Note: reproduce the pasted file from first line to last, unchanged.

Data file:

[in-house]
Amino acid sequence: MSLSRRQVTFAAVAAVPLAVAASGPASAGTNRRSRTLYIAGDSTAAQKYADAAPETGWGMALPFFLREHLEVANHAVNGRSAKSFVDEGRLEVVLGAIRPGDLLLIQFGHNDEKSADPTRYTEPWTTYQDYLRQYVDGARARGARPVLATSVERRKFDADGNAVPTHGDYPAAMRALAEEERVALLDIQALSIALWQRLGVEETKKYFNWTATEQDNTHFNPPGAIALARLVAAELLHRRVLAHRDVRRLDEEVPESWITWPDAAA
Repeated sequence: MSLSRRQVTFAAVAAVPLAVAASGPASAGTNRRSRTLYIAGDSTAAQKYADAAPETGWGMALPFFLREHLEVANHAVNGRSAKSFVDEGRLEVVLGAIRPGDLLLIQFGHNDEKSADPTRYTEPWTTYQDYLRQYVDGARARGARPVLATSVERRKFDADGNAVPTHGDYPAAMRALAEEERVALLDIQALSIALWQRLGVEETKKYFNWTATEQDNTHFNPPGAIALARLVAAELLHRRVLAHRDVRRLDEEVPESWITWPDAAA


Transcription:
[in-house]
Amino acid sequence: MSLSRRQVTFAAVAAVPLAVAASGPASAGTNRRSRTLYIAGDSTAAQKYADAAPETGWGMALPFFLREHLEVANHAVNGRSAKSFVDEGRLEVVLGAIRPGDLLLIQFGHNDEKSADPTRYTEPWTTYQDYLRQYVDGARARGARPVLATSVERRKFDADGNAVPTHGDYPAAMRALAEEERVALLDIQALSIALWQRLGVEETKKYFNWTATEQDNTHFNPPGAIALARLVAAELLHRRVLAHRDVRRLDEEVPESWITWPDAAA
Repeated sequence: MSLSRRQVTFAAVAAVPLAVAASGPASAGTNRRSRTLYIAGDSTAAQKYADAAPETGWGMALPFFLREHLEVANHAVNGRSAKSFVDEGRLEVVLGAIRPGDLLLIQFGHNDEKSADPTRYTEPWTTYQDYLRQYVDGARARGARPVLATSVERRKFDADGNAVPTHGDYPAAMRALAEEERVALLDIQALSIALWQRLGVEETKKYFNWTATEQDNTHFNPPGAIALARLVAAELLHRRVLAHRDVRRLDEEVPESWITWPDAAA